St Leonards ace aiming to go right to the top

Rob Cross makes his way to the stage during the BetVictor World Matchplay in Blackpool last week. Picture courtesy Lawrence Lustig, PDC
Rob Cross makes his way to the stage during the BetVictor World Matchplay in Blackpool last week. Picture courtesy Lawrence Lustig, PDC

Rob Cross has set his sights on becoming the world number one as his stock rises rapidly in the darting world.

Cross, who lives in St Leonards, has made a big impact in his first season on the Professional Darts Corporation Pro Tour, beating many of the sport’s biggest names.

He told Observer Sport said: “Career-wise I want to be number one; that’s what I want to be. The Worlds (World Championship) is a great place, but if you can say you’re number one, you’ve played well over over a consistent period of time.”

Cross is now up to 40th on the PDC Order of Merit, which is made up of prize money won at PDC events in the last two years.

Prize money is lost on the two-year anniversary of a tournament, but as Cross is new to the circuit, he has nothing to come off so his ranking is only likely to keep on rising.

“By the end of this year I definitely want to be in the (top) 32 or pushing towards the top 16 really,” continued Cross, who said his aim at the start of the year was to make the top 64. “I want to go into the Worlds (World Championship, which will take place over the festive period) as a seed.

“You can climb the rankings very easily and there’s not a lot of pressure on me because I’m not dropping (prize-money after the two-year anniversary of a tournament). I would also like to win a European (Tour event) this year.”

He has already won two PDC titles, at Players Championship three and 12, the second of which he said was more special as it then looked like the first wasn’t a fluke.

Cross also impressed at the BetVictor World Matchplay - considered the sport’s second biggest tournament - in Blackpool last week.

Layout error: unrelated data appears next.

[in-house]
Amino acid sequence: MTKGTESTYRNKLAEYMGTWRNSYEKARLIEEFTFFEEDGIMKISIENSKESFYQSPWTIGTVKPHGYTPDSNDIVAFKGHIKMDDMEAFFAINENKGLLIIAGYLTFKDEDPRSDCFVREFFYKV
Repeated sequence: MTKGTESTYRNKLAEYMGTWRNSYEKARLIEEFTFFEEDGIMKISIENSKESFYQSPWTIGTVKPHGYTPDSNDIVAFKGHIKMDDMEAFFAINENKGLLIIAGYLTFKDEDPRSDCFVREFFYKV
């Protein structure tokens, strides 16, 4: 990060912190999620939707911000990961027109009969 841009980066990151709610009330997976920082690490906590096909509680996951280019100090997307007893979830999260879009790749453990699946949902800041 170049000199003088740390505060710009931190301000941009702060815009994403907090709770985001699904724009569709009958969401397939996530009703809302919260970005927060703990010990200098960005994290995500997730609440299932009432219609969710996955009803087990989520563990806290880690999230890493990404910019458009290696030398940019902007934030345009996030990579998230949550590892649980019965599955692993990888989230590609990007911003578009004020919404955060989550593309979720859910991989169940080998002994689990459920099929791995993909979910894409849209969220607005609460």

He beat 14th-ranked Ian White before narrowly losing to two-time world champion and world number five Adrian Lewis, despite recording a superb 104 average in front of the Sky Sports television cameras.

“Building up to it so many people asked ‘what are you going to be like over the extra distance’? (matches were played over a longer format than most Pro Tour events),” continued Cross. “There’s only so many times you can say ‘yeah, alright’ so it was just wait and see. The way I was practising I never quite got to that even though I still averaged 104.

“I was quite edgy going in on the first night when I played Ian White, I didn’t feel relaxed. But before the match against Adrian I felt fine and I knew I was going to play well. And when someone’s playing well against you, you’ve got no choice but to play well.

“I thought it was a good game. Fair enough I never got the result, but I didn’t feel out of place. I lack in experience, but that will come. I’m learning all the time and I’m not a million miles away from them (the top players).

“It was a unique experience to go there. It’s most people’s favourite place and I absolutely loved it. It was fantastic.”

Cross will head to Barnsley this weekend for Players Championship 17 and 18 with confidence high and expectation levels rising.

“At the start of the year I had good weekends and people said ‘he could be good’,” he added. “Now people actually expect you to come out and win - and that changes the whole ball game again.

“I try to stay away from that, keep my feet on the floor, stay the same and do what I would’ve done a year ago (when he was on his way to topping the PDC Unicorn Challenge Tour order of merit). My family and sponsors have given me some great backing.”

Cross, who has now beaten most of the sport’s top players apart from Gary Anderson and Phil Taylor, does much of his practice at home and also uses Sidley Working Men’s Club. In fact, he even took part in a competition there on Saturday.

After this weekend, he will have a few weeks away from competition before embarking on a busy September, which includes events in Holland, Germany and Ireland.